ve to modify the light in any way. You can just celebrate it. But sometimes the light is harsh. I'm not gonna call it bad light, I'm gonna call it harsh light. So how do you work around that? Because flowers are about line, color, and texture and shape, you don't want to introduce dark shadows. Because shadows have line they're going to interrupt the shape, they're gonna remove the texture, and they're gonna remove the color. So I don't, there will be exceptions we'll be talking about, but generally speaking I like soft light for flowers. Here's the same flower with diffused light. No lines. The only lines that show are the true lines of the flower and that's what I wanna capture. The shot on the left is without my diffuser and the shot on the right is the diffuser. You can see the added lines, you can see the lack of color, how I've lost petal texture as well. This is a pitcher plant and even look at the difference that it made in the background. Softening the light and all I did was hold a diffuser between the light source and the flower. Here, too, the most important aspect of this tulip on the left for me was that stripe of green so the last thing I want is a shadow cutting that line. And a diffuser took care of that. There's no processing on either of these shots. That's just without a diffuser and when I diffused the light. That's all I had to do. Here, too, a dogwood in bright light. The petal texture is completely washed out. And in soft light. This is a peony that caught my eye because of that lower petal that was just sort of leaning down. Look at that messy background and the harsh light is creating contrasts of dark and light in the background which is just horrible. So I switched to a vertical to eliminate some of it and softened the light with a diffuser and so that's the same flower with nothing else done to it. Here is how I use a diffuser with the flower pod. I just pull those telescoping legs out to the length that I need and attach the diffuser. I was shooting bleeding hearts and there's the shot that I got. You can also use a white umbrella. That's my assistant, Calla Lily, on the fence though she's not a very helpful assistant because she likes to, I'll be have a shot all set up and her tail comes in and the flower goes like this, but she does like to be involved. Anyway, that's a great diffuser to use and it's small, can go in your bag, and if you get caught out in the rain you have an umbrella. But I would only use a white one because you don't wanna add a color cast to your flowers. And here are the flowers that I was shooting. As you can see the light is just soft and beautiful. I wanna show you the diffusers that I use. This is the umbrella. See it folds up very smalL. It can go in my bag. And, generally, I like these small sizes, diffusers and reflectors, because one, they fit in my bag, and two, I don't really want them catching the wind and, if they were large, and if they're large I'm not gonna get them to stay in my flower pod or the other holders that I have. Just about this size is usually big enough because I'm not doing a whole field of flowers. Just one flower. About that size, weighs nothing. And the reflector that I use. And the sizes of these will also be in the info that I send. If I want warm light there's the gold side. Cool light. Even wearing a white t-shirt, if you're close to your subject, is going to bounce some light so think about that. Don't wear bright orange or anything that will create a color cast. And then if I'm working with students or I'm doing a larger group of flowers like in a meadow, a field, I do sometimes use a larger diffuser that has a handle. If I'm working with students it's excellent because I'm not in their way and can reach out and diffuse, but because it has sort of a flat bottom, I can also lean it against things. I can lean it against a tripod to help soften the light. And if you don't have a reflector, tin foil works great. Can't get more inexpensive than that. But so when I'm, some flowers need light added. A deeper flower will need it, a flower with petals shadowing it because what I want is even light across the flower. Cosmos generally need a little light bounced underneath to show the detail there. And you have to be careful when you're using a reflector because you can create harsh light with this reflector. You know, if you, it depends on the angle, I don't wanna blind you guys. (laughs) Depending on the angle that you're using to bounce the light. So what I would suggest if you're just learning to use a reflector, is put your camera down and pick a subject and start bouncing light and just watch, just watch what it does to the flower and see if you choose an angle that it's too much, if you just change the angle a little bit, what you wanna do is feather the light. You just wanna bounce a little bit of light because you can create some very strong, harsh light also. And that's not your goal. It's just to add a little bit. The flowers are deep and the affect here is very light, but you can see that the flower on the right I just bounced just a little bit of light. I wanted a glow in there that I just didn't have in the other image. And here a little light underneath because that would've been in shadow. I just wanted that to be even because that's my focal point. That's where I'm trying to draw your eye and if it's in shadow I'm drawing your eye to something you can't see and that makes no sense. Again, a deep flower needs a little light bounced into it and this, this is a back lit flower and you also will need to bounce light back into the front if the light's coming from the back so think about that as well. Flowers that hang down, they're challenging to shoot as well because you're underneath them, but they almost always need some light bounced back into the center because that's the area of the detail. That's where you're trying to, that's what you're trying to highlight and show people and if you're gonna draw someone's eye to something, they need to be able to see it. Flowers with dark centers especially need light added because if you don't you end up with a donut effect. So you've got this dark circle surrounded by petals and it's not pleasing so you've got to, and that's where the detail is so you need to light up that center. And the coneflower as well. I needed you to be able to see where those petals come out. That's where I wanted to draw your eye. And just a little reflected light took care of that. This is a workshop I taught on the Adirondacks and the light was particularly harsh and we were shooting near a bog and these are pitcher plants and they're fabulous, but they're very, everything around them is very busy so we moved the foliage aside a little bit and diffused the strong light coming in from one side, but yet bounced some back which creates a beautiful wrap of light around a flower and here's the finished image. So, yeah, I was very happy with that, but combining diffuser and reflector, sometimes you're gonna use them separately, sometimes you'll use them together. Here, again, a back-lit peony. It's beautiful, but I want you to see the center and you're not gonna see it back-lit. But if I bounce some light there, you see what I want you to see. And here's the tinfoil. Now that flower that I put the tinfoil on was a spent flower. There were no flowers harmed in the making of that shot. But I just couldn't get a reflector to stay where I wanted it and I had the tinfoil in my bag. I just spread it out and it bounced light perfectly into the dahlia, so I always have tinfoil in my bag, too. Here's an important tip that you need to remember: The best light needs to be on the area in focus. The eye is going to be drawn to areas of contrast, so you don't want an area of contrast here and an area of contrast there. You don't want the light here and the focus there. The picture is going to be stronger if the best light is on the best area in focus. Very important. When I shoot inside, here's my fancy studio which is also my living room. (laughs) I do shoot flowers inside and I have to. I live in Maine and if I'm gonna be a flower photographer in Maine, I can't not shoot from November until, let me see, May? Probably in May. So I have to be able to shoot and one of the best things about flowers is the subject is that you can buy them year round and you can buy them everywhere, from the grocery store, you can go to florists, the grocery store, hardware stores even have especially around holidays, lots and lots of plants. And I try and buy myself flowers once a week. I'm worth it and I need to shoot. If I go more than a couple days without shooting I get kind of itchy and I need to shoot something which my husband freaks out a little when I say that, but I don't mean him. So I shot this calla lily and I have a glass door here so beautiful soft light coming in and you can see I just used tinfoil to get the stem to stay where I wanted it. It wasn't successful. You can see the first tinfoil went in the vase, but that's okay. And I just used my larger silver reflector to bounce some more light and that's the shot. When you're shooting inside with a white background, you need to be sure that you're getting enough light on the background to make it a true white and you also have to be sure that the flower is not so close to it that you add a shadow. So you just, really, when you're setting it up just watch for those things. You don't want that white to be gray and you don't want a shadow because this is all about line. You don't want to add lines. Also, in my studio, calla lilies. And I did the same thing. I just bounced some light up and I had enough light so that I didn't have to use my tripod that day and I was shooting at a pretty large aperture for selective focus. High key you can do the same way. Just a piece of white foam board. This is an old shot from when I first started, but I still love it. And that's just reflected light inside. Nothing fancy. Other backgrounds that you can use. When I was beta testing the Lensbaby Velvet 56, it was March, I couldn't take the flower outside in Maine, so, but I didn't want a plain white background. I'd shot some with a plain white background by then. I grabbed a scarf and placed it behind it and it's far enough away so that I just got some beautiful pastel colors and there's my clothespin again. I'm telling you, you need clothespins in your bag at all times. It holds the stem straight. Same thing here. I shot at a bit of a smaller aperture for more detail so you can see a little more pattern in the scarf, but... And you can use textured papers that they have for scrap booking. Make really beautiful backgrounds. Scarves. I know students who have used oil paintings from their walls and just put them far enough back so that just the colors of the painting created a background. Go to the fabric store, see what catches your eye. If you want a natural look try and find a soft green pattern or, I mean, I wasn't going for a natural look. I wanted something that went with the colors of my flowers. You can use a pillowcase, foam core. We'll talk a little bit more about backgrounds later on too. And though I am mostly going for soft light, sometimes the way the light that is hitting your flower is your subject. That's what catches your eye. It's your subject so I wouldn't diffuse that because that's... It's dancing in the light for me and that's how I saw it and that's how I wanted to capture it and I didn't wanna take that away. This image too. And of course it was the curves that (laughs) that got me for this one, but I didn't wanna create even light, but then again it's bright light, but there are not dark shadows. There are no lines. If I'm shooting in bright light it's going to be early or late in the day. I don't want overhead light. Tulips you can shoot with overhead light, but the brighter light is what I saw. This is Magnolia Gardens in Charleston and there was one flower that was in the light and the rest of the foliage was hiding the others and so I didn't wanna diffuse that and would I prefer not to have the shine on the leaves? Yeah, but I loved the effect that it was just, you know, look at me. It was it's time to shine. Here, too. Three examples of times I shot in brighter light because the light is what caught my eye because I'm always looking for light and I didn't wanna alter it. But again no dark shadows. No lines. I still have texture and color. Some flowers are just dancing in that light. Poppies are one and there's no way that I would wanna diffuse that light. Here, too. Light's just dancing across. So think about that, but you really need to start to learn to see before you decide what you're going to do, too. Poppies. Poppies look great in bright light because they're a deep cup type flower and you get light inside. If you shoot poppies without bright light, they don't glow and that's one of the best things about a poppy is the glow. And again I'll do them early in the morning or in the evening when the light is low and coming across. Same with this one. One of the daisies was in shade and one was just in the bright light and I saw a story here and I loved the contrast between those two. So it was like this one was being bashful and this one was like, "Hey, here I am." So I thought that was a, a neat combination. Cup shaped flowers like tulips are gonna need some stronger lighting if you want to catch the glow in a tulip. On here and here. If you, this was a day that I shot recently in the gardens and I was with a group and I was trying to teach that concept of, you know, it's okay, let's not diffuse. Wait for the light. It was a cloudy day and we'd shot the tulips first and then the sun came out and the woman I was working with was (gasps loudly) 'cause she just couldn't believe the difference. And the glow is what she wanted and hadn't ever thought of that. And sometimes I'll diffuse just my main subject and let the bright light stay behind. This is just grass, but the light on it was so bright and it was early morning and it created a yellow background. And here I only wanted light on the foreground petal so I was very careful with the direction. I used a very small reflector and just wanted light on that very section. Do you have questions for me? So I'm curious, with the reflectors, the gold and the silver, are there certain tones of flowers and certain color range that you use the gold tone reflector for versus the silver? Right, yeah I use gold, silver, and white because sometimes I don't wanna alter the color at all. And if it's a, if I want, it depends on the light that I want. If I think that it needs warming up then I'll use the warmer. So there's not a general only with orange use this and I really think that that's also a matter of personal taste that you need to try both and see which you prefer. So there's not, there's not a rule on that, but with some it can be, you'll look at it and go "oh" you know? But I don't ever think, "Okay, this color "this flower's this color and so it needs to be that." I don't. And sometimes you're warming up the foliage, too, and the leaves may be a little yellow so you wouldn't warm them. You might wanna use the silver for that. So it really depends on the subject.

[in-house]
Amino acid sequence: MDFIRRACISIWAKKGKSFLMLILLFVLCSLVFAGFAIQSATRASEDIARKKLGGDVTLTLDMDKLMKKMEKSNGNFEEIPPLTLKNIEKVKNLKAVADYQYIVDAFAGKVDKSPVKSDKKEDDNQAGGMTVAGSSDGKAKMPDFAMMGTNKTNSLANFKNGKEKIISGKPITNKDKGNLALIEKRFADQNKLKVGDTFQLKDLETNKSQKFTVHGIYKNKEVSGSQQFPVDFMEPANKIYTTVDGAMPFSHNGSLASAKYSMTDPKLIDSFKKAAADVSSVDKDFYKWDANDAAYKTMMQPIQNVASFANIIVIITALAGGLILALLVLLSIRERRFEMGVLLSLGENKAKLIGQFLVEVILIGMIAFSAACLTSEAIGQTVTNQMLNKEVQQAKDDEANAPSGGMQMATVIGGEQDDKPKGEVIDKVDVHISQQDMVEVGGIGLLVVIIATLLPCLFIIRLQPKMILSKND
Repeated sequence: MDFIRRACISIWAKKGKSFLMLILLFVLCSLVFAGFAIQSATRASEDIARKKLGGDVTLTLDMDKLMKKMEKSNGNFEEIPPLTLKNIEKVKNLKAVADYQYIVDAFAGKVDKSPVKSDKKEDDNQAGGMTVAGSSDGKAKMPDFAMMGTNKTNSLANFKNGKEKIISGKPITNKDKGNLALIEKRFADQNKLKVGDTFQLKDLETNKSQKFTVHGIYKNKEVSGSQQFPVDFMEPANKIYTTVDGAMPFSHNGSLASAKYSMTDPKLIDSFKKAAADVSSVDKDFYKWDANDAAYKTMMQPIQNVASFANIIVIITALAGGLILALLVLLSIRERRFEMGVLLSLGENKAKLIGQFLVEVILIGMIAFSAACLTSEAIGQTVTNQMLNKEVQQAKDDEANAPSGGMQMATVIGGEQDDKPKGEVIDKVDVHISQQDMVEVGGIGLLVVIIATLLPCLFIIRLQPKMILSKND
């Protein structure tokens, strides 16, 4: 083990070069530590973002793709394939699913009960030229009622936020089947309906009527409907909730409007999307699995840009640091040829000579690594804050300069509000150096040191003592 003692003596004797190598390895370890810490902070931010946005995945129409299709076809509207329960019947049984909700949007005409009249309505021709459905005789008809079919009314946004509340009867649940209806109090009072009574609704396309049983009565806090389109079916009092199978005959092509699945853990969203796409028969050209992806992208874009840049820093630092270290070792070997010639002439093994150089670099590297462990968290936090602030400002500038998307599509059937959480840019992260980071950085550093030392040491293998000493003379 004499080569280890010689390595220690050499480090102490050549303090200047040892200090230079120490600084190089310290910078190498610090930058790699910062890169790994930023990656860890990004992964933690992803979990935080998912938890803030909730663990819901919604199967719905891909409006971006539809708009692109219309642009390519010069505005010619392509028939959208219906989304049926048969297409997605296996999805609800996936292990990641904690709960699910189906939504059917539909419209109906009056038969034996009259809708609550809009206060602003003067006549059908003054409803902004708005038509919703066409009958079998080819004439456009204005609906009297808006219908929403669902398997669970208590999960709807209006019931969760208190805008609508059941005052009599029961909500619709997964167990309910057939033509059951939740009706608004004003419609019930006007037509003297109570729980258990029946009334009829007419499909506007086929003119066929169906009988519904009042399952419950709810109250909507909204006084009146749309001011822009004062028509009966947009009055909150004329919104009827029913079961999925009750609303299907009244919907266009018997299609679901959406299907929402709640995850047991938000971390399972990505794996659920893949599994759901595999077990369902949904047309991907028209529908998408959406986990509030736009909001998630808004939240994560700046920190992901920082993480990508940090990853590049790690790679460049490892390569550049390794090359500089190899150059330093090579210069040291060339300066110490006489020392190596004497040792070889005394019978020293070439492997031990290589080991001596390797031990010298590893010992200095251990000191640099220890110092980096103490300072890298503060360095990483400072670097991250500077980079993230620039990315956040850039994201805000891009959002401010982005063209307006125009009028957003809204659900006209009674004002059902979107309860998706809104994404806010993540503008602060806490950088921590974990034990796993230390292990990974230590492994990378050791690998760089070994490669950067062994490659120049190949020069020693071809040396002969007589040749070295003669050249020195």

Class Description


Flowers are full of color, depth, and texture which makes them a perfect subject for hobbyist and professional photographers. In The Art of Flower Photography with Kathleen Clemons, you’ll learn how to take photographs of flowers that highlight their mystery and inherent beauty.

Kathleen has been called the “Georgia O' Keeffe of flower photography," and in this class she’ll teach you how she creates her unforgettable images. You’ll learn about:

  • Choosing gear and equipment for flower portraits 
  • The importance of good light and how to find it
  • Factors that affect depth of field 
  • Guidelines on where to place the subject in the frame

You’ll learn the difference between artistic and documentary images and how to work in both styles. Kathleen will also offer flower photography tips on shooting some of the most popular flowers including: roses, callas, poppies, cosmos, orchids, daisies, and wildflowers.

Flowers are abundant, beautiful, and universally loved – learn how to create stunning portraits of them in The Art of Flower Photography with Kathleen Clemons.